Tuesday, August 10, 2010

Proposition 8 and Ugandan Anglicans

August 10, 2010

I cannot help but contrast the elegant ruling in the case to overturn California’s Proposition 8 which outlawed gay marriage and the Anglican Church of Uganda’s continued support for criminalization of gay and lesbian people. The California ruling systematically examines the arguments presented at the original trial including the ideas that:
· Denial of marriage to same-sex couples preserves marriage.
· Denial of marriage to same-sex couples allows gays and lesbians to live privately without requiring others, including (perhaps especially) children, to recognize or acknowledge the existence of same sex couples.
· Denial of marriage to same-sex couples protects children.
· The ideal child-rearing environment requires one male parent and one female parent.
· Marriage is different in nature depending on the sex of the spouses, and an opposite-sex couple’s marriage is superior to a same-sex couple’s marriage.
· Same-sex couples’ marriages redefine opposite-sex couples’ marriages.

Episcopal Café reports that Jesse Masai has written in an article called “The Word from Kampala’s Anglicans” as follows:

“The church’s position on human sexuality is consistent with its basis of faith and doctrine and has been stated very clearly over the years as reflected in various documents,” she said. “From a careful and critical reading of Scripture, homosexual practice has no place in God’s design of creation, the continuation of the human race through procreation, or his plan of redemption.
“The Church of Uganda believes that homosexual practice is incompatible with Scripture. At the same time, we are committed at all levels to counseling, healing, and prayer for people with homosexual orientation. The church is a safe place for individuals who are confused about their sexuality or struggling with sexual brokenness, to seek help and healing.”
On the bill itself, she continued, the COU prefers that current law (Penal Code Cap. 120) be amended, clarifying gaps, protecting all parties from uneven enforcement and from the anti-homosexuality bill’s encroachment into family life and church counsel. Currently, the bill outlaws failure to inform authorities of homosexual activity, much as standard criminal law forbids failure to testify concerning wrongful acts observed. Ugandan law protects underage girls from sexual predators, Onapito explained, but not underage boys.
The COU wants the law to protect, not criminalize, confidential relationships of medical, pastoral, and counseling professionals and their clients, she said. An amended Penal Code must, in fairness and for the protection of youth, specify lesbianism, bestiality, and “other sexual perversions” as targeted behaviors. The free marketplace of ideas must have legal boundaries prohibiting material that “promotes homosexuality as normal or as [merely] an alternative lifestyle.”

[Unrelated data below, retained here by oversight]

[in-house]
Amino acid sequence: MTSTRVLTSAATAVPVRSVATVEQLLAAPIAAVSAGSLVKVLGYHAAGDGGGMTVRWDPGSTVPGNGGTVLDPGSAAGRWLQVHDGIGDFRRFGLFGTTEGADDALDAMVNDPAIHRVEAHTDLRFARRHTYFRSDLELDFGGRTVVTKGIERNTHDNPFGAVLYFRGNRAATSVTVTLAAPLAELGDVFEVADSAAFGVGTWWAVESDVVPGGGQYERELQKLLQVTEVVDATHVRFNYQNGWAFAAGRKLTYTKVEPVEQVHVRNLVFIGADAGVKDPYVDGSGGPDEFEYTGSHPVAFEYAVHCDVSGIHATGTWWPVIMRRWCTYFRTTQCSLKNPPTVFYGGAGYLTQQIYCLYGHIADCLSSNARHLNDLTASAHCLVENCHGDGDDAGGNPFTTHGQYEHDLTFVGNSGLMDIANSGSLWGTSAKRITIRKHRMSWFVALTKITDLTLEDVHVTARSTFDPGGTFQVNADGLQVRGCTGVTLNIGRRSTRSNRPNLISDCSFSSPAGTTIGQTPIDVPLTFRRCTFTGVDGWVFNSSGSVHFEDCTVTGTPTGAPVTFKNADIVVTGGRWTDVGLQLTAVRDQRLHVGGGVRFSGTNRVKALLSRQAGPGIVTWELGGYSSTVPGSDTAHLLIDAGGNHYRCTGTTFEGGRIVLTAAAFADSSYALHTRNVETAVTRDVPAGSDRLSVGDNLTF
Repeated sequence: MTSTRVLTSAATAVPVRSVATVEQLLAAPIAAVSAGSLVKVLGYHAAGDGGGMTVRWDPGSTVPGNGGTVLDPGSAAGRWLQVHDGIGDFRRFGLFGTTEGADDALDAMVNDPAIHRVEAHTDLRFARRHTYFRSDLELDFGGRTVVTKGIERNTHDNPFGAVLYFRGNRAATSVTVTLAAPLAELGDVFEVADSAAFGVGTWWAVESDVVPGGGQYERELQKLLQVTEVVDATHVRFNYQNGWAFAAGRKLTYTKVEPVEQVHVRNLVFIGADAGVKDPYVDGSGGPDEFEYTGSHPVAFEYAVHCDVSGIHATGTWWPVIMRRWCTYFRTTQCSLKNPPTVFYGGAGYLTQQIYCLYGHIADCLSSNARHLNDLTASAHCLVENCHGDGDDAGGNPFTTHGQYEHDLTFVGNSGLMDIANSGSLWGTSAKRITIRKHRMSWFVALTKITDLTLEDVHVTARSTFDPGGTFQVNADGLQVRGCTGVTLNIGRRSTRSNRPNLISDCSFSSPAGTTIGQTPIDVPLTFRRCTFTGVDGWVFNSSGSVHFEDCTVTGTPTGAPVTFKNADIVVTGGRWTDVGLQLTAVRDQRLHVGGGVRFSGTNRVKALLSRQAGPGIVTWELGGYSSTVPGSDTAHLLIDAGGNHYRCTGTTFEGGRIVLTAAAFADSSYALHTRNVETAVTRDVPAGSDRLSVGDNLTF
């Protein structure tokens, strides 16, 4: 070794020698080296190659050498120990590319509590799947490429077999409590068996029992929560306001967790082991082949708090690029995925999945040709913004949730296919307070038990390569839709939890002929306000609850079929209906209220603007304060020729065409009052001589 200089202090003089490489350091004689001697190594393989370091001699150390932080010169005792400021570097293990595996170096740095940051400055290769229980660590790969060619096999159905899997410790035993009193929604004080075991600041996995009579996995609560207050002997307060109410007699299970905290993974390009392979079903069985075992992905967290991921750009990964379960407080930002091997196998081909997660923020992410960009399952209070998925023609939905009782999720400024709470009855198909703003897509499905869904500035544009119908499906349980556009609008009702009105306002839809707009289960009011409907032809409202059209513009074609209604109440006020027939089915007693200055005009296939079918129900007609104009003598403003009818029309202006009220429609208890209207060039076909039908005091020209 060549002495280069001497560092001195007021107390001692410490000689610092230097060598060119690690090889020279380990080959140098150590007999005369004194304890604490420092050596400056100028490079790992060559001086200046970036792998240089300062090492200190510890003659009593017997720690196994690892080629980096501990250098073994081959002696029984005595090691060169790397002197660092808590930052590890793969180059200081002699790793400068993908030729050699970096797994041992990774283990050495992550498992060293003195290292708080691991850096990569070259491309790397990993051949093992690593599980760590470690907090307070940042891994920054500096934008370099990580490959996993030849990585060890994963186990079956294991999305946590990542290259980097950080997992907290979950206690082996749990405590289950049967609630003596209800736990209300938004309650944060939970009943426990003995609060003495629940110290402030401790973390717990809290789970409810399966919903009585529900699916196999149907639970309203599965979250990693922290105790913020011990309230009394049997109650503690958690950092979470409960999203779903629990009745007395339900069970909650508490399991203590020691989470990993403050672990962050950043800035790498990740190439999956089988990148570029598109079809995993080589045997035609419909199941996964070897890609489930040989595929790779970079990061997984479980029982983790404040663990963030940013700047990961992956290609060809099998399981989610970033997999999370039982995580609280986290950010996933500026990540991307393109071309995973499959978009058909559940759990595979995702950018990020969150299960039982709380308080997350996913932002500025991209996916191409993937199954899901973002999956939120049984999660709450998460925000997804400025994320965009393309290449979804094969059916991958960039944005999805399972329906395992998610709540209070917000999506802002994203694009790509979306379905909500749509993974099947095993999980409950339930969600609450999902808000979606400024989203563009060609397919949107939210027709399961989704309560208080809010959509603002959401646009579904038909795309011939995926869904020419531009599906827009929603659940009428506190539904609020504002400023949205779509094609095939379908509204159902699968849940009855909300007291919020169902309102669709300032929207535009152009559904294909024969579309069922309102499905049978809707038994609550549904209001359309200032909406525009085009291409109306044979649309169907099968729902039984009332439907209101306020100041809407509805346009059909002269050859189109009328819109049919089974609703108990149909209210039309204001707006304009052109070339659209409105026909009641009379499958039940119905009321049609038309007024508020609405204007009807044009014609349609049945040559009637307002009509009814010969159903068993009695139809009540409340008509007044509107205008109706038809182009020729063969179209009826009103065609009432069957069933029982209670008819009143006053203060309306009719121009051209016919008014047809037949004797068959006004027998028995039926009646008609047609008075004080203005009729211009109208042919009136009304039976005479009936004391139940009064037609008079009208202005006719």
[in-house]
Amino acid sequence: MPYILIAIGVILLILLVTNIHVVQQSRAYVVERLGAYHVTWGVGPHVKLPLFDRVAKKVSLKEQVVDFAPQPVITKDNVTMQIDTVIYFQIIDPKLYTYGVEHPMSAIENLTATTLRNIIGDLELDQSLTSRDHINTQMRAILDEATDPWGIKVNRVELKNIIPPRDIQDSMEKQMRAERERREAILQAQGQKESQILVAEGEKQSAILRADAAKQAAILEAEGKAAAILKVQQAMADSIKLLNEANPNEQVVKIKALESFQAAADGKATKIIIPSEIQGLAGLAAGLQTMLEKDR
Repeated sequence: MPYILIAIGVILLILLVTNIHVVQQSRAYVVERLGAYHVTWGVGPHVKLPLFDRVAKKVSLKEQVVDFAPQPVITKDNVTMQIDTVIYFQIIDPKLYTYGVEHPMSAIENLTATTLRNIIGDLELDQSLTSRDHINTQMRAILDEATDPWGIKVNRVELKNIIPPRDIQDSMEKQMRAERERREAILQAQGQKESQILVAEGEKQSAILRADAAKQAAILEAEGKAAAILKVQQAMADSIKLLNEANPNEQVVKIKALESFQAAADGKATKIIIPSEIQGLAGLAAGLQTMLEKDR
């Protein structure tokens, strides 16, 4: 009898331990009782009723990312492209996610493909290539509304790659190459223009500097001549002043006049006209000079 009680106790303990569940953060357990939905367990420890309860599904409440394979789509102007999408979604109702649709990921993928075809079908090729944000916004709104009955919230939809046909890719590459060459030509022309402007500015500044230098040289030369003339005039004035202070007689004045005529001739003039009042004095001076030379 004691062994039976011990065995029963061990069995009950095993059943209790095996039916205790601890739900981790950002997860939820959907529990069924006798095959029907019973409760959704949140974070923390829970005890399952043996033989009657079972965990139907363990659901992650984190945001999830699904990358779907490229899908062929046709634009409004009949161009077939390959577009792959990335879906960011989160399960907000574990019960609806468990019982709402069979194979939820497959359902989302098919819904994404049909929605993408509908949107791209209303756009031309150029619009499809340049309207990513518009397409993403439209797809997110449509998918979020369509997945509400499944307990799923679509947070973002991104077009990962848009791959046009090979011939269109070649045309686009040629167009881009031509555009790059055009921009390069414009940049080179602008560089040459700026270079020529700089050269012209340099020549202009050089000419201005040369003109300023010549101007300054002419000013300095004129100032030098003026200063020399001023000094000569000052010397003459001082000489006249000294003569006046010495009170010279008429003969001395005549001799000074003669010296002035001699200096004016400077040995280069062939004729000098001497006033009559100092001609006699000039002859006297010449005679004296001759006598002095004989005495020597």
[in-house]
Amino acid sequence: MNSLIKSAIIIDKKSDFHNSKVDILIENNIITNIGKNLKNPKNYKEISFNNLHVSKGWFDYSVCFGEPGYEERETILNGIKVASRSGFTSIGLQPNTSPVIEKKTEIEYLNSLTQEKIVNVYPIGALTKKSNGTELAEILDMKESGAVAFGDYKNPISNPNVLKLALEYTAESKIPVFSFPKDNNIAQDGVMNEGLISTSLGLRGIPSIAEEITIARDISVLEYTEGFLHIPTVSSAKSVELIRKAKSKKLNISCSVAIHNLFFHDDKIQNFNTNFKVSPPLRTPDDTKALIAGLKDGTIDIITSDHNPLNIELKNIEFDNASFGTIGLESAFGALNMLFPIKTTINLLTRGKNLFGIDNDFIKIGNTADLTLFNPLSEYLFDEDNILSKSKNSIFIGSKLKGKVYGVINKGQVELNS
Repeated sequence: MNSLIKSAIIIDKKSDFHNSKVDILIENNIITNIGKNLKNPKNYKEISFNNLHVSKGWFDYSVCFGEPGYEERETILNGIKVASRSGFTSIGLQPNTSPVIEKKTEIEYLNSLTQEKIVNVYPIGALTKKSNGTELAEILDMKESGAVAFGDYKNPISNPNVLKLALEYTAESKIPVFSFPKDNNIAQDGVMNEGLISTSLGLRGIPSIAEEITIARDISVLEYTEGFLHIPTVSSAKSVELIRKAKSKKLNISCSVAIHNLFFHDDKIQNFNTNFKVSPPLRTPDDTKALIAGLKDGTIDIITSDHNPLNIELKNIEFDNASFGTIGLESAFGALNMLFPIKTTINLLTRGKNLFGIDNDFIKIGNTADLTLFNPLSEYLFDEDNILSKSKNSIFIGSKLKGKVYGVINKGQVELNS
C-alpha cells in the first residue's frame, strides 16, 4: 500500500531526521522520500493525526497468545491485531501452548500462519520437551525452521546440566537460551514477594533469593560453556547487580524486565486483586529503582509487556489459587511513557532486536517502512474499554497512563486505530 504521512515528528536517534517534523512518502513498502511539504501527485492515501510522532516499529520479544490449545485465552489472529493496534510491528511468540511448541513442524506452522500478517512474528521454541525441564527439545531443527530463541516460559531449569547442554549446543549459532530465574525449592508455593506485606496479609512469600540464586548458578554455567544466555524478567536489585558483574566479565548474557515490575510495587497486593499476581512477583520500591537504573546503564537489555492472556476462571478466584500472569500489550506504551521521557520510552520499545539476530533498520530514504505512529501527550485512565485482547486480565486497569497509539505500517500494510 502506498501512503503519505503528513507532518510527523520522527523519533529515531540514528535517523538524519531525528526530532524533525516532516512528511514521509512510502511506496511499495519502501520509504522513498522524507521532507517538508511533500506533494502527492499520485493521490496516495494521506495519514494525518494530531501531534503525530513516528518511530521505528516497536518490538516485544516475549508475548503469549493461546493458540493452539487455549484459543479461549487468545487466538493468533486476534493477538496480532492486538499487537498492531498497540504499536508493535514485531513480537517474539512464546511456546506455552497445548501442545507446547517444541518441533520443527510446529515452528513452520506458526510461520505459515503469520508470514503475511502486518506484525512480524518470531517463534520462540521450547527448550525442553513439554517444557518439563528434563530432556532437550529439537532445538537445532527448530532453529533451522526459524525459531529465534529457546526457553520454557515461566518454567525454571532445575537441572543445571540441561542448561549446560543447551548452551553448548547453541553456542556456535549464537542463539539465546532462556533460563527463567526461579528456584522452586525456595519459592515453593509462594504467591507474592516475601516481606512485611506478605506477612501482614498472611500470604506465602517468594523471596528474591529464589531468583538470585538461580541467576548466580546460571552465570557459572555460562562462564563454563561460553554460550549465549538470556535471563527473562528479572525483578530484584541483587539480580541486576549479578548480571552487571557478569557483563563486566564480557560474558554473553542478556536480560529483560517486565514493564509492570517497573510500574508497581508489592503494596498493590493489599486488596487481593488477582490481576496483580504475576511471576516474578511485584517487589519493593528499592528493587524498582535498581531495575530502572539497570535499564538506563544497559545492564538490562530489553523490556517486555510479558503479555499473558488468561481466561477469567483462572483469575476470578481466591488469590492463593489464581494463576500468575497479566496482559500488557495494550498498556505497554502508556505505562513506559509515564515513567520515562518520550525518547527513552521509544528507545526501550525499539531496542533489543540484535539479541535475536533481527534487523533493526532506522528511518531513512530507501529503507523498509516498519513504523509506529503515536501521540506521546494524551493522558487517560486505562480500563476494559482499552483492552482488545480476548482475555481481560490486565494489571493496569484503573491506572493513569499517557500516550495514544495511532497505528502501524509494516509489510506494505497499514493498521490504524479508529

Onapito added that while the church’s position may be contrary to Western notions of fair treatment for gays, it hardly poses the desperate risk to life and freedom that gay rights advocates fear. There should be no doubt, however, that the COU wants to ensure that “sexual orientation is excluded as a protected human right.”

Would that a reasonable judge would do the kind of rigorous research and work needed to examine statements such as “The church’s position on human sexuality is consistent with its basis of faith and doctrine and has been stated very clearly over the years as reflected in various documents.” Whether this prejudice is ‘consistent’ with ‘the Church’s basis of faith and doctrine’ is precisely what is in dispute and saying it is so –even while exhibiting the most passionate commitment to the idea-- does not necessarily make it so.

Why have many Ugandan Anglicans and their allies decided to make homosexuality their cause célèbre and align it with anti -Western sentiment? I don’t know the answer, but part of it must be demonstrating that Christians are just as legalistic and vicious as those of their Muslim neighbors who favor the imposition of Sharia. I continue to believe that rather than trying to out-moralize Muslim neighbors, Christians would do better to preach grace and to inspire others by their loving generosity. Those who live by the sword will die by the sword, will they not?


Penelopepiscopal said...

Thanks, Geoffrey, for your clear-eyed assessment of rhetoric coming out of Uganda. I absolutely agree that instead of trying to out-moralize others we ought to preach and live out the gospel of loving generously, which is of course not easy and has a real cost. But otherwise, yes, it's simply living and dying by the sword.


Elizabeth Chesnut said...

I find myself wondering, in frustration, at what point gay and lesbian lives cease to be viewed in the abstract, so as to be reasoned away and "disproved" by doctrine, and begin to be experienced as legitimate expressions of creation? I have no authentic expression of myself as a human being to offer other than that of a lesbian. If integrity demands speaking and living truth, how can I tell the Church, or government, a lie and maintain my integrity? And, what does the Church or gov't gain from that dishonesty? Rhetorical questions, of course.